||"The Macedonians in the Ottoman Empire, 1878-1912" in The Formation of National Élites: Comparative Studies on Governments and Non-Dominant Ethnic Groups in Europe, 1850-1940, edited by Andreas Kappeler, Fikret Adanır, Alan O’Day, 161-191.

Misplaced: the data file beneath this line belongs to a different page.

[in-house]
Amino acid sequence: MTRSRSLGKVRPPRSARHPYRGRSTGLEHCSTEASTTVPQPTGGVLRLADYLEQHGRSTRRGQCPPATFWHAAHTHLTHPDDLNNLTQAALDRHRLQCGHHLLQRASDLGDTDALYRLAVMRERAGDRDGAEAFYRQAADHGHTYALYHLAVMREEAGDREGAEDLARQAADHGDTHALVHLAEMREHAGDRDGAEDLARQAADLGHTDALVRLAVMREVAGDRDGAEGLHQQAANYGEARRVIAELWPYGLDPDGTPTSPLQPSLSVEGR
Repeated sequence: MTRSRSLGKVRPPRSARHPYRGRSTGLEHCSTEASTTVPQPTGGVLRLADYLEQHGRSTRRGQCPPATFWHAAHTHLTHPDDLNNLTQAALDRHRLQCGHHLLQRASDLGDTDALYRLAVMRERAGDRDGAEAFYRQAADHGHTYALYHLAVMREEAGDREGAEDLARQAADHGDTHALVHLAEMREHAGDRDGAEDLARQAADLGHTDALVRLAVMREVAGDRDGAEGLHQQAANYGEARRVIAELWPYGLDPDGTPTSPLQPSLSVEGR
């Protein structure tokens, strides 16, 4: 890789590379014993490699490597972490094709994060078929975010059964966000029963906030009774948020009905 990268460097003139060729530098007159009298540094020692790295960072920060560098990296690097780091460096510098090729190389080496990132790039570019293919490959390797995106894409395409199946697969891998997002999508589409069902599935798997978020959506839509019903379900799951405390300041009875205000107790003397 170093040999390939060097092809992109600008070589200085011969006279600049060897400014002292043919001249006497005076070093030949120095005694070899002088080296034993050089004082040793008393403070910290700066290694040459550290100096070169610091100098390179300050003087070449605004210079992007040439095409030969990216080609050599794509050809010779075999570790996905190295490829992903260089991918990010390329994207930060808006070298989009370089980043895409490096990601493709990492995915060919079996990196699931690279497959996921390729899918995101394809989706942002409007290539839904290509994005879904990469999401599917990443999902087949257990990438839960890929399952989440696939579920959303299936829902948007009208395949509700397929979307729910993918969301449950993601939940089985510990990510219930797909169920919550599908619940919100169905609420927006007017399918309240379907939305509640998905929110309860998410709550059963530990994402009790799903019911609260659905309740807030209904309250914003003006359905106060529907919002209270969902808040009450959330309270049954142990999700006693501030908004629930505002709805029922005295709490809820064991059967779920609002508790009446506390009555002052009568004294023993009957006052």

||Adanır challenges the famous three-phase model of national mobilization suggested by Miroslav Hroch and tries to show why it should be ‘applied with caution when studying national history in the Ottoman Balkans’ and, in particular, in Macedonia. He exposes firstly the main characteristics of social and economic context within the latter, the millet system, the ideology of Ottomanism, the influence of the Great Powers, of the neighbor states etc. Against this background, Adanır presents the history of the Internal Macedonian Revolutionary Organization, the Ilinden uprising of 1903 as well as the impact of the Young Turk Revolution of 1908 and of the Balkan wars (1912-1913). Yet, in spite of his expertise in all these questions, Adanır offers certain perplexing formulations when he tries to analyze the formation of a ‘national élite’. It is, for instance, by no means clear in what sense the IMRO represented a Macedonian national movement: in fact, most of the article’s contents does not speak in favor of such a thesis. It is likewise not clear what the term ‘macedonianism’ (p. 170) means to Adanır or what is the relationship between the activity of Macedonian nationalists like Krste Misirkov and the Macedonian revolutionaries (p. 180). The author’s idea that the ‘creation of a Macedonian literary language was the chief concern’ of the Loza review (1892) is uncritically borrowed from the contemporary Macedonian historiography.